Analyze g Statistics (F6)
The statistics command brings up a window with several statistical values of all selected data sets. If you draw a selection rectangle before selecting this command, only the data points that fall within the rectangle will be counted*.
The contents of the window are also placed on the clipboard, for easy pasting into other programs.
The meaning of some of the statistical parameters:
Mean: the average, or arithmetic mean, which means the sum of all Y values divided by the number of data points.
Median (or Q2, or middle value): the value below which
50% of the data points fall.
Q1: the value below which 25% of the data points fall.
Q3: the value below which 75% of the data points fall.
Mode: the value which occurs the most. A maximum of 20
modes is calculated, if several different values occur an equal number of times.
If all values occur only once, there is no mode, in which case "no
mode present" is displayed.
The program calculates the modes with values that are absolutely equal. If you want to include values that are approximately equal, it is better to calculate a histogram of Y values, where you can specify bands of Y values.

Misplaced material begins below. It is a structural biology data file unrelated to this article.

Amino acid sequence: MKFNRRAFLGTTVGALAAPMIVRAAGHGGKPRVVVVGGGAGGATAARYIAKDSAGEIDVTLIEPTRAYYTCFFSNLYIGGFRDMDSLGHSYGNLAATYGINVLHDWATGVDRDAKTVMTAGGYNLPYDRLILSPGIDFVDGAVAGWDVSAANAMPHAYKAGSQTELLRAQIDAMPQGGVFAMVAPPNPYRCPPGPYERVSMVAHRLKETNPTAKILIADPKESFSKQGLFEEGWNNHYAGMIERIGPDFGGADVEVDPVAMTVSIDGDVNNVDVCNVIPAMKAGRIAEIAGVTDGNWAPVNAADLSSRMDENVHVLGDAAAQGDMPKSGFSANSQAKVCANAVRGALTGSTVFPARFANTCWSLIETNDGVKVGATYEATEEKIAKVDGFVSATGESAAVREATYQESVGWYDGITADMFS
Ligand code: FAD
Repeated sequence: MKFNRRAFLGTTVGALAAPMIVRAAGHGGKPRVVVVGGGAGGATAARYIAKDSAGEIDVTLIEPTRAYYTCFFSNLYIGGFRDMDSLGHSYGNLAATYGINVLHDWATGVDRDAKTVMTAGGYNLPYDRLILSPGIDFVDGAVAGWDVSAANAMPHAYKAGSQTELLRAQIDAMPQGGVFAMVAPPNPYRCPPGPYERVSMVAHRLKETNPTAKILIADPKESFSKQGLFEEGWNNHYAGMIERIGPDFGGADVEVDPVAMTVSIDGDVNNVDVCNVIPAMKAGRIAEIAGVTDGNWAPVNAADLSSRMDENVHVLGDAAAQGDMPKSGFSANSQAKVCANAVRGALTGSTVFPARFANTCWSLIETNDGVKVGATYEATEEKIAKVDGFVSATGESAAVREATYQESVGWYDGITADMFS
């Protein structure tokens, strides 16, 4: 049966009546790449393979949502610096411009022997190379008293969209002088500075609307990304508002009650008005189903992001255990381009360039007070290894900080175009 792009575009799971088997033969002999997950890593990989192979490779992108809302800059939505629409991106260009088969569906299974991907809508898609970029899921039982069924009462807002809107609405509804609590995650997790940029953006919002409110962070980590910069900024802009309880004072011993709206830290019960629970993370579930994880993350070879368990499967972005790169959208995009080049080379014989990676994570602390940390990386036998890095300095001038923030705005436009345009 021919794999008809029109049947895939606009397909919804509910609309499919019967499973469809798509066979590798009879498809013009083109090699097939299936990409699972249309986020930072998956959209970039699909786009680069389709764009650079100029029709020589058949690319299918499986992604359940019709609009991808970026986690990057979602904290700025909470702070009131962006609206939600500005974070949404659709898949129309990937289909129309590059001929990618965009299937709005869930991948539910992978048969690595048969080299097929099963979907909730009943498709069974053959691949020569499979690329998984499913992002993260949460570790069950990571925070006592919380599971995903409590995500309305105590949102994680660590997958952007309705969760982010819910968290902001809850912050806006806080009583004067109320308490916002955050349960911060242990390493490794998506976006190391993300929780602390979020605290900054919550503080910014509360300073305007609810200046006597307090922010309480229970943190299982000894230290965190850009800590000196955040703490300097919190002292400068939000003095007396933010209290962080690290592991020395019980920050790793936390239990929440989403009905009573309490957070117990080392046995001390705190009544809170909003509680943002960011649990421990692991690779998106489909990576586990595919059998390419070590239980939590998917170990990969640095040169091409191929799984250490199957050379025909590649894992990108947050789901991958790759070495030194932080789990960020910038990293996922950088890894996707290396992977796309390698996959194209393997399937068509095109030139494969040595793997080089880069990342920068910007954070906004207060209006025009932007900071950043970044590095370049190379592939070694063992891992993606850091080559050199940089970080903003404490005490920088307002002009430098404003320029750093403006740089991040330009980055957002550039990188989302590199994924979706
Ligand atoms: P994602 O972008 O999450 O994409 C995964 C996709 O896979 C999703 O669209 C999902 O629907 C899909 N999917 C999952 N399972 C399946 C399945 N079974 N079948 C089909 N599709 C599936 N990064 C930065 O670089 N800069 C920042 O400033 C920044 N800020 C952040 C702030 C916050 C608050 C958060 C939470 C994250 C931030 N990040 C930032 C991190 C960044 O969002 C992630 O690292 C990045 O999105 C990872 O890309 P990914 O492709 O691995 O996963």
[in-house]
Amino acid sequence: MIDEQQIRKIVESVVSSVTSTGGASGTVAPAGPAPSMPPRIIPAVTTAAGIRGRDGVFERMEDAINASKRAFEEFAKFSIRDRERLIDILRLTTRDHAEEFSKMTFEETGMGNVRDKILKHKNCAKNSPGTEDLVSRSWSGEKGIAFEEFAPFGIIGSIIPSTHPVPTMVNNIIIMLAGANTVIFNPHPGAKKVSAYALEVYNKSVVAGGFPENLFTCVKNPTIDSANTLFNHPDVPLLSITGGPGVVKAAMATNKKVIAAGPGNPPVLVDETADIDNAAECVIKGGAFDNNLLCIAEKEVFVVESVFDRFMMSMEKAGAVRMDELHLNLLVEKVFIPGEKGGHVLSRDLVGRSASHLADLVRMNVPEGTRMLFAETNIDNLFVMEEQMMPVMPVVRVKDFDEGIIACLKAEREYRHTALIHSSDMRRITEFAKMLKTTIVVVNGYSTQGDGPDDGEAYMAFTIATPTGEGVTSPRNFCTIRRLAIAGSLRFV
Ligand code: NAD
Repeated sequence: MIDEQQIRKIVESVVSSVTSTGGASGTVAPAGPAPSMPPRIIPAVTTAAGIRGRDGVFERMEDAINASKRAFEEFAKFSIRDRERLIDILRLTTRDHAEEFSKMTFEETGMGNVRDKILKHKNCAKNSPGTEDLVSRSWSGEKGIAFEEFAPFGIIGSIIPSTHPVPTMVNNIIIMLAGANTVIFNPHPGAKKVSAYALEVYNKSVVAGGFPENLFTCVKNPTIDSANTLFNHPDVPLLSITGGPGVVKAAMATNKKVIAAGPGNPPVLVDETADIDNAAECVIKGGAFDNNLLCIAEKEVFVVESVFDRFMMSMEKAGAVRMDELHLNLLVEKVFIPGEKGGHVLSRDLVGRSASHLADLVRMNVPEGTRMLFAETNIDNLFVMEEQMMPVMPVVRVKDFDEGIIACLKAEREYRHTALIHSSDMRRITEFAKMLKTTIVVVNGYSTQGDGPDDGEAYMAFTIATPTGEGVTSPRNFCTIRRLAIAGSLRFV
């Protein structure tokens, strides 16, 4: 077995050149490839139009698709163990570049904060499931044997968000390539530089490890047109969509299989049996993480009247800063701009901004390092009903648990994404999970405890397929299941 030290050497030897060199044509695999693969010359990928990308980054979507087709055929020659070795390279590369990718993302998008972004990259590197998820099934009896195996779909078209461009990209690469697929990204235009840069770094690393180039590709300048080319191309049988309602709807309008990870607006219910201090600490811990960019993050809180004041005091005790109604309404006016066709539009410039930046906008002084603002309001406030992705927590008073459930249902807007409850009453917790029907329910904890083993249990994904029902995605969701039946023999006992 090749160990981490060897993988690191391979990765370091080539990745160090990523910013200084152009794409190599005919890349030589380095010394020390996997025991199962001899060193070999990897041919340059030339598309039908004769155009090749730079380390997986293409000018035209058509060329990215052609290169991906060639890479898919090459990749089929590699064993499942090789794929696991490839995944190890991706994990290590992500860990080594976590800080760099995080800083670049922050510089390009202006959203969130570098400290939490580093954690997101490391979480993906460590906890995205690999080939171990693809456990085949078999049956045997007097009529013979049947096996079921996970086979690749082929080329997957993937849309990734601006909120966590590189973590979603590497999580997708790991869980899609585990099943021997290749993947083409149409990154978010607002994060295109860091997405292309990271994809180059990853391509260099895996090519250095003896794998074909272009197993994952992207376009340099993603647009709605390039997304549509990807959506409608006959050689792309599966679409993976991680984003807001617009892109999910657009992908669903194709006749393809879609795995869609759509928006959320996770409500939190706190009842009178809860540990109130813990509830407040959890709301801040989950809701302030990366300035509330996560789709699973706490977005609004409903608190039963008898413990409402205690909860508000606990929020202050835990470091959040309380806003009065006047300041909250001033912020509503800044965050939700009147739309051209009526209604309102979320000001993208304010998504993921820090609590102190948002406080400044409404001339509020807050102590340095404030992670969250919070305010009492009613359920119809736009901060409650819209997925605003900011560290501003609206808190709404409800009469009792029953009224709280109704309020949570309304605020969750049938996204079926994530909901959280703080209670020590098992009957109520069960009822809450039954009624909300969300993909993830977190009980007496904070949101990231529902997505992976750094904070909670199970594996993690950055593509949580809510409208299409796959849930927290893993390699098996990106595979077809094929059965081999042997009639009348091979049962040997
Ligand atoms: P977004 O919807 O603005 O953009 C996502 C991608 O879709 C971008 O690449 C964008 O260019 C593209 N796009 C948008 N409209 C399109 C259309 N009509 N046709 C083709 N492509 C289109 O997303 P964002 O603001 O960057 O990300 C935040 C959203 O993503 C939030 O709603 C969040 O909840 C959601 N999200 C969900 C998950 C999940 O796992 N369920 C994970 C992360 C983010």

If statistics is calulated for more data sets at once, only the first mode of each data set will be shown (if multiple modes are present within one data set).
Interquartile mean: the mean of all data points that fall between Q1 and Q3. Can be useful to ignore extreme values (spikes for example).
Mean of absolutes: the average of the absolute values of all Y values.
RMS: Root Mean Square value. To calculate RMS: square all the values, take the average of the squares and then take the square root of the average. Is used mostly for trigonometric functions (sinuses etcetera). For example, your AC mains voltage is indicated in RMS.
Harmonic mean: 1 / (the sum of the reciprocals of all Y values, divided by the number of data points).
Geometric mean: The n-th root of the product of all Y values, where n is the number of data points. Used for example to calculate an average annual return of interest.
where N is the number of data points. When calculating the variance of a
sample, N-1 is used instead of N.
Standard deviation: the square root of the variance. It is the most common way to measure spread.
Semi-interquartile range: Another way to measure spread: (Q3-Q1)/2. Since half the values in a distribution lie between Q3 and Q1, the semi-interquartile range is 1/2 the distance needed to cover 1/2 the number of data points.
Some good web sites on statistics can be found here, here and here.